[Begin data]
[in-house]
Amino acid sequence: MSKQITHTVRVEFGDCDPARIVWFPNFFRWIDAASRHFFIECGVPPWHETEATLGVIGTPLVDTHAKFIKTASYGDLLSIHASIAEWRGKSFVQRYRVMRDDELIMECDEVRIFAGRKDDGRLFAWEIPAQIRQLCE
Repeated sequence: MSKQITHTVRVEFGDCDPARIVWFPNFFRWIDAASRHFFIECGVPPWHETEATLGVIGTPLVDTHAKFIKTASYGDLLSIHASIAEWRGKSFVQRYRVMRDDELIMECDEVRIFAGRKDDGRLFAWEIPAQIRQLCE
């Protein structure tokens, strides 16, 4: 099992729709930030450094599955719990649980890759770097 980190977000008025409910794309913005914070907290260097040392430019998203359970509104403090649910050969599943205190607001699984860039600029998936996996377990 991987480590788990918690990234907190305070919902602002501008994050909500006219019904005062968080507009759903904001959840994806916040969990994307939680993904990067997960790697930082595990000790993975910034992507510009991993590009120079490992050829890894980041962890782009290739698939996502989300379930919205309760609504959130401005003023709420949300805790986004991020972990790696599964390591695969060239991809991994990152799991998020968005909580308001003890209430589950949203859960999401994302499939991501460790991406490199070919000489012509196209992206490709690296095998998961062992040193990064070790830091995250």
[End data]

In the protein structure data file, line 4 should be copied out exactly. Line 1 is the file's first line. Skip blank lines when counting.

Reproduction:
């Protein structure tokens, strides 16, 4: 099992729709930030450094599955719990649980890759770097 980190977000008025409910794309913005914070907290260097040392430019998203359970509104403090649910050969599943205190607001699984860039600029998936996996377990 991987480590788990918690990234907190305070919902602002501008994050909500006219019904005062968080507009759903904001959840994806916040969990994307939680993904990067997960790697930082595990000790993975910034992507510009991993590009120079490992050829890894980041962890782009290739698939996502989300379930919205309760609504959130401005003023709420949300805790986004991020972990790696599964390591695969060239991809991994990152799991998020968005909580308001003890209430589950949203859960999401994302499939991501460790991406490199070919000489012509196209992206490709690296095998998961062992040193990064070790830091995250």